Facebook said to be target of more U.S. probes on data privacy
(Bloomberg) --Facebook Inc. has become the target of at least three more state probes into the alleged mishandling of user data, expanding the number of government agencies investigating privacy-violation claims against the company, according to people familiar with the matter.
The state probes are coalescing into two main groups scrutinizing the social-media company’s data-protection practices, said the people, who declined to be named because the inquiries are confidential.
Pennsylvania Attorney General Josh Shapiro and Illinois counterpart, Kwame Raoul, have joined forces with Connecticut’s William Tong, said two people. That group is focused on investigating existing allegations, one of the people said. New York, New Jersey and Massachusetts, which were already known to be probing Facebook, are seeking to uncover any potential unknown violations, said one of the people. North Carolina Attorney General Josh Stein is also investigating as part of a multi state effort, according to his office.
The inquires signal widening pressure on the company after a series of privacy scandals sparked by disclosures a year ago that the political consulting firm Cambridge Analytica, hired by President Donald Trump’s 2016 campaign, gained access to data on tens of millions of the social network’s users.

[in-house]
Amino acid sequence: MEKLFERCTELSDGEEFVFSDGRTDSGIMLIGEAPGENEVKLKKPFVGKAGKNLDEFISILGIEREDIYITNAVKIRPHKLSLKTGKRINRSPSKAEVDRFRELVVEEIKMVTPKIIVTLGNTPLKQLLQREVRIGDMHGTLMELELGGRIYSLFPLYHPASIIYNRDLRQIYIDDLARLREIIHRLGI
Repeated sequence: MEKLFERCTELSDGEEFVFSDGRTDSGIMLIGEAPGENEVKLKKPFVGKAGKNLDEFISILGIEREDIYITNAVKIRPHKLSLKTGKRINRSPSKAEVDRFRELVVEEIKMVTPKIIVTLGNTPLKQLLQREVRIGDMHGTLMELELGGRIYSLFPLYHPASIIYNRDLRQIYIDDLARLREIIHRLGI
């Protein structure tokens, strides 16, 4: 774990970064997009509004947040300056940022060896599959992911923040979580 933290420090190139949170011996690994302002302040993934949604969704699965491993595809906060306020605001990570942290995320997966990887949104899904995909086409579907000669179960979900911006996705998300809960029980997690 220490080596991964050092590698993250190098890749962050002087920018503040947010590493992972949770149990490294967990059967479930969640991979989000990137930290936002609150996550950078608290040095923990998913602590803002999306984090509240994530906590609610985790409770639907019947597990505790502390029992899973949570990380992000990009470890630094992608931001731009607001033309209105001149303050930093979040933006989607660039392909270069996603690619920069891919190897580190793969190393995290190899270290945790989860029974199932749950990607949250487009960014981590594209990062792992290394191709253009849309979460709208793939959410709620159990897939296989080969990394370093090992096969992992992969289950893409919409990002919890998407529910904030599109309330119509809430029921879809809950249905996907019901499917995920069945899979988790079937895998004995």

Such lapses are also fueling calls for U.S. legislation, even as investigations progress with the Federal Trade Commission and in the European Union. This week U.S. senators pressed the social-media giant over reports that the company secretly paid users for their data and allowed kids playing Facebook games to make purchases costing thousands of dollars, a practice that the company referred to in internal documents as “friendly fraud.”
“We’re having productive conversations with attorneys general on this important topic,” Will Castleberry, a Facebook vice president of public policy, said in an email. “Many officials have approached us in a constructive manner, focused on solutions that ensure all companies are protecting people’s information, and we look forward to continuing to work with them.”
States often team up to investigate companies over conduct that’s national in scope, sometimes in tandem with the Justice Department. Such groups frequently reach settlements or file suit, as they did when a group sued Standard & Poor’s in 2013 over faulty ratings on mortgage bonds. Major deals include a $25 billion agreement with banks in 2012 over foreclosure practices and a sweeping settlement with the tobacco industry in the 1990s.
The press offices for Shapiro and Raoul declined to comment. The press office for their New Jersey counterpart, Gurbir Grewal, confirmed the state is cooperating with New York and Massachusetts.
The District of Columbia’s attorney general, Karl Racine, struck out on his own and sued Facebook in December. On Tuesday, Racine said at a conference in Washington that he expects more states will sue. He alleges Facebook violated Washington’s consumer-protection laws by misleading users about the security of their data and failing to properly monitor apps’ use of data.